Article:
This is the second generation of the R8, finally succeeding the original 2007 car.
You might already be extremely familiar with the new car as, unusually, the racing version was made available for the 2015 season and won the famed Nürburgring 24 Hours in May. The general public has had to wait until now to get its hands on the road version.
The two cars were developed alongside each other too. Both use the new Audi Space Frame platform, largely made of extruded aluminium but using a carbon fibre bulkhead and transmission tunnel, and it reduces the weight of the new car by about 50kg compared to the first generation. In total the two cars share about 50% of their components, including just about all of the engine.
Located behind the driver, it comes in two flavours, with a 532hp 'regular' V10 model slightly shaded by the 601hp V10 plus – good for 198mph and 205mph respectively. Both feature the same 5.2 litre FSI V10 and a 7-speed S tronic automatic gearbox, with no plans for a manual after a staggering 99% uptake of the auto option on the previous model.
All this power is marshalled through Audi's quattro four-wheel drive system. With a cleverly clutched front axle it's able to put as much torque as it likes in any direction – 100% rear or 100% front-wheel drive if required. The upshot is that it will accelerate from any speed to any other speed without once slipping a wheel in protest.
You might think that the high-performance focus makes it not the best town car. It won't match the ride quality of an executive saloon, but it's easily better than some of the current crop of hot hatchbacks. Set into Comfort mode there's no fussy, skittish reaction even to poorer surfaces and the R8 is no harder or more stressful to drive than any family car you care to pluck at random. The only blip on the driving manners is the aggressive first bite on the carbon-ceramic discs of the V10 plus model.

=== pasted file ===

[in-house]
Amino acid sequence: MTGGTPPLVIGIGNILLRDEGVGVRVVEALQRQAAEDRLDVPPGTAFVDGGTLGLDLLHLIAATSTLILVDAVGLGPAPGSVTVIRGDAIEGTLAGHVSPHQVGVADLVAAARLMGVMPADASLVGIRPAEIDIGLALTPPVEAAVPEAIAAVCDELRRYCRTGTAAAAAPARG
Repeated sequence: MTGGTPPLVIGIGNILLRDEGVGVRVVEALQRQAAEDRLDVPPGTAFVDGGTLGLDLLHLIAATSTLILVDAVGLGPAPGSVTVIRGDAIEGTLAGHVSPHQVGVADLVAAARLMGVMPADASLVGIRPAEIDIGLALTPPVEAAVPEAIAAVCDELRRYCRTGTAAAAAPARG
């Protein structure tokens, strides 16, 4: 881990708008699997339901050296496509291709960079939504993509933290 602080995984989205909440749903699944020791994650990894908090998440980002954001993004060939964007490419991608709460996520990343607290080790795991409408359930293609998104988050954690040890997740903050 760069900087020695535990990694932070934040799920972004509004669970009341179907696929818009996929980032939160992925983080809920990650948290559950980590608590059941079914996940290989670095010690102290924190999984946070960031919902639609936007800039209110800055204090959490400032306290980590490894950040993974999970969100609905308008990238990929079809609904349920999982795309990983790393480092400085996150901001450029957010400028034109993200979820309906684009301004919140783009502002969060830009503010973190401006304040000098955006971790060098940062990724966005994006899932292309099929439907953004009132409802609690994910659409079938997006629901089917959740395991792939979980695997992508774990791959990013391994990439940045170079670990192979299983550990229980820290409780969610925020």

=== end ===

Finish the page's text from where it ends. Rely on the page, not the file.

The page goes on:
Audi's opted to use full LED lighting on the R8, with an optional laser assist on the V10 plus model. This may sound utterly outlandish, but the laser headlights – operational on main beam and above 37mph – give an extremely tight band of pure white light up to twice as far ahead of the car as the LEDs, which are bright enough as it is. It's an extremely neat feature, as are the sweeping LED indicators, and helps to distinguish the R8 from any other car on the road.
The driver-focussed cockpit is excellent too, and it's really set off by the Audi virtual cockpit. This is standard on all R8s and takes the form of a 12.3 inch LCD screen in the binnacle that replaces a traditional centre-mounted sat-nav so you never need take your eyes away from that critical middle vision. It's a pleasing place to be and the driver-oriented nature of the layout means there's a good-sized passenger space, both for length and knee room.
In many ways then, what the R8 presents as is a completely normal car that just happens to be capable of extremely savage performance in a very safe manner. With the UK's oft-derided road surfaces and weather, it's the thinking-man's supercar.